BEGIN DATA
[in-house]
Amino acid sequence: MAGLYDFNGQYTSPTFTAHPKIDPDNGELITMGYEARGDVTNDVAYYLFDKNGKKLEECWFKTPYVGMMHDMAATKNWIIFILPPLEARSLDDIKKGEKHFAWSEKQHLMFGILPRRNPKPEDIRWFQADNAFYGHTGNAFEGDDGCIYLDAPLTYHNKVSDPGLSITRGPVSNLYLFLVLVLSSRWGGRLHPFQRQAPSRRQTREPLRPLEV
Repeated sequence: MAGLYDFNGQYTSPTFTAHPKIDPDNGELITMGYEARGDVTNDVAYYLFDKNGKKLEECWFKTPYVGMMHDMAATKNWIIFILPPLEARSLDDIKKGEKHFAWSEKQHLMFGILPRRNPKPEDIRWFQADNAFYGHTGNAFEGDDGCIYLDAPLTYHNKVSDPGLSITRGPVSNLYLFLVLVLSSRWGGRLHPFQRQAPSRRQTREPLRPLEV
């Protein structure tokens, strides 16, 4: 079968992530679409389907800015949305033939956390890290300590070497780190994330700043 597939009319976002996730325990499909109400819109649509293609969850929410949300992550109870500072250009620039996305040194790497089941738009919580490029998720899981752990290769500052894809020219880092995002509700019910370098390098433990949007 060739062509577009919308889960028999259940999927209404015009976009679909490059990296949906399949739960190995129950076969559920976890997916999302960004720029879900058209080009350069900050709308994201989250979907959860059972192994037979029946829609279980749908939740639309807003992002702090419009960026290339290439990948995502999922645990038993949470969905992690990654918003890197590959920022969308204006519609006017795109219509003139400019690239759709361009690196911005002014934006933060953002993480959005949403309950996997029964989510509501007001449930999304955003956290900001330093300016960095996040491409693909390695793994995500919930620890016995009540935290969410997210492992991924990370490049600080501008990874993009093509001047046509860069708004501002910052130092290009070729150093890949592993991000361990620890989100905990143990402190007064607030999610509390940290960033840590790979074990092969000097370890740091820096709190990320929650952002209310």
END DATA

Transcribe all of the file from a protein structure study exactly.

[in-house]
Amino acid sequence: MAGLYDFNGQYTSPTFTAHPKIDPDNGELITMGYEARGDVTNDVAYYLFDKNGKKLEECWFKTPYVGMMHDMAATKNWIIFILPPLEARSLDDIKKGEKHFAWSEKQHLMFGILPRRNPKPEDIRWFQADNAFYGHTGNAFEGDDGCIYLDAPLTYHNKVSDPGLSITRGPVSNLYLFLVLVLSSRWGGRLHPFQRQAPSRRQTREPLRPLEV
Repeated sequence: MAGLYDFNGQYTSPTFTAHPKIDPDNGELITMGYEARGDVTNDVAYYLFDKNGKKLEECWFKTPYVGMMHDMAATKNWIIFILPPLEARSLDDIKKGEKHFAWSEKQHLMFGILPRRNPKPEDIRWFQADNAFYGHTGNAFEGDDGCIYLDAPLTYHNKVSDPGLSITRGPVSNLYLFLVLVLSSRWGGRLHPFQRQAPSRRQTREPLRPLEV
């Protein structure tokens, strides 16, 4: 079968992530679409389907800015949305033939956390890290300590070497780190994330700043 597939009319976002996730325990499909109400819109649509293609969850929410949300992550109870500072250009620039996305040194790497089941738009919580490029998720899981752990290769500052894809020219880092995002509700019910370098390098433990949007 060739062509577009919308889960028999259940999927209404015009976009679909490059990296949906399949739960190995129950076969559920976890997916999302960004720029879900058209080009350069900050709308994201989250979907959860059972192994037979029946829609279980749908939740639309807003992002702090419009960026290339290439990948995502999922645990038993949470969905992690990654918003890197590959920022969308204006519609006017795109219509003139400019690239759709361009690196911005002014934006933060953002993480959005949403309950996997029964989510509501007001449930999304955003956290900001330093300016960095996040491409693909390695793994995500919930620890016995009540935290969410997210492992991924990370490049600080501008990874993009093509001047046509860069708004501002910052130092290009070729150093890949592993991000361990620890989100905990143990402190007064607030999610509390940290960033840590790979074990092969000097370890740091820096709190990320929650952002209310």